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Most influential cinematographers


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#1 Mi Ki

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Posted 05 July 2015 - 06:32 PM

Who are the most influential cinematographers of all time and why?


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#2 Hrishikesh Jha

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Posted 06 July 2015 - 08:11 AM

I think most will say Gregg Toland or Roger Deakins or Gordon Willis but I will say one who really sums up what a cinematographer does for a film:Jordan Cronenweth. And the film is Blade Runner. Blade Runner is a mood piece. Literally any frame can be frozen and printed out and hung as a painting and it will do justice. It is beautiful. Cronenweth to me is master who does not get the dues(Although I often wonder if it was as much Ridley since all his films are gorgeous). In France they have a mindset where if an artist creates a great piece of music or art or film, they respect him/her. Even if the said piece was created 50 years ago;they will tip off their hat. In Hollywood you are only as good as your last film. Jordan Cronenweth; with just one piece of work(although he did a few more) left a lasting legacy.

 

I wish there were a book on the production design/cinematography of Blade Runner.


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#3 Leon Liang

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Posted 06 July 2015 - 10:59 AM

Don't forget Storaro, his cinematography is some of the best you could find. A bit more recent would be Robert Richardson, Janusz Kaminski and Christopher Doyle, and even more recent than that would maybe be Emmanuel Lubezki...

I feel like "influential" cinematographers always have something very flashy about their cinematography, and have a signature style. You can tell almost instantly that films are shot by them. Personally, I feel that a great cinematographer should also be very versatile - that's why my personal favourites of more recent times are Roger Deakins, Wally Pfister, Rodrigo Prieto and Robert Elswit. I could even count Michael Chapman and Michael Ballhaus in there too (maybe because I only know them from their Scorsese collaborations...).
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#4 John Hughes

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Posted 17 September 2015 - 04:17 PM

As a projectionist it was Lawrence of Arabia. Not very original I know but it was the only film where people constantly begged me for a single frame of the print. (they never got one!)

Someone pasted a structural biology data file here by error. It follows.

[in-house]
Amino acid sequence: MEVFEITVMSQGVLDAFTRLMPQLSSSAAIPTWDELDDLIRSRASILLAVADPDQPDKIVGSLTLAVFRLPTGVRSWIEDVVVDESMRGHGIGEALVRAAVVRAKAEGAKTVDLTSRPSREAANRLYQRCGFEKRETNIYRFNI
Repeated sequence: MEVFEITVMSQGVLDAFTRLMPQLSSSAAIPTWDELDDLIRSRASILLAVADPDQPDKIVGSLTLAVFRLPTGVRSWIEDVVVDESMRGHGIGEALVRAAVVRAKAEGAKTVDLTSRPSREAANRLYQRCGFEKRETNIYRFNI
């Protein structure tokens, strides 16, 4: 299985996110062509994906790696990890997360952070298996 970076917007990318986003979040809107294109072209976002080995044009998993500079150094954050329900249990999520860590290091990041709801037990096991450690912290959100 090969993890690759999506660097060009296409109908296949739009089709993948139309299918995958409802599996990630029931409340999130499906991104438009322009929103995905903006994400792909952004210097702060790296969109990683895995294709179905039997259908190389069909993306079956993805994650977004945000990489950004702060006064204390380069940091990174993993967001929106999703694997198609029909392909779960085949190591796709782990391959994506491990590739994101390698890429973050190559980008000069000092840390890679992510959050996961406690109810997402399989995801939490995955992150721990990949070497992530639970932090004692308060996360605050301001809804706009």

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#5 Giray Izcan

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Posted 17 September 2015 - 04:46 PM

Darius Khondji, Conrad Hall... And of course myself as well  :D  


Edited by Giray Izcan, 17 September 2015 - 04:47 PM.

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#6 David Mullen ASC

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Posted 17 September 2015 - 04:53 PM

You can certainly say that "Blade Runner" was influential, but remember that Ridley Scott and Jordan Cronenweth said they were inspired by "Citizen Kane", particularly the couple of scenes with shafts of light (mainly the projection room scene I'm guessing).  So Cronenweth was inspired by Toland, which means it is a bit silly to say that Cronenweth was inspirational but Toland wasn't...

 

It's hard to talk about "influential" since each generation is influenced by the one before, so how far back to you want to go?

 

citizenkane2.jpg

 

Personally, I feel that modern cinematography took a major turn with Gordon Willis and Vittorio Storaro in the 1970's and we are still working in variations of that contrasty single-source style.  But there have been many threads that have different sources, there is still a diffused romantic thread that goes back to Hendrick Sartov and "Broken Blossoms", and even that look had earlier roots in other art forms.  But you saw it in some of the more dreamy work by Conrad Hall, Geoffrey Unsworth, William Fraker, then later, Robert Richardson. Some cinematographers seem to shuffle back and forth from that romanticism to harder realism, such as Darius Khondji or Seamus McGarvey, Andrew Lesnie, Chris Doyle.


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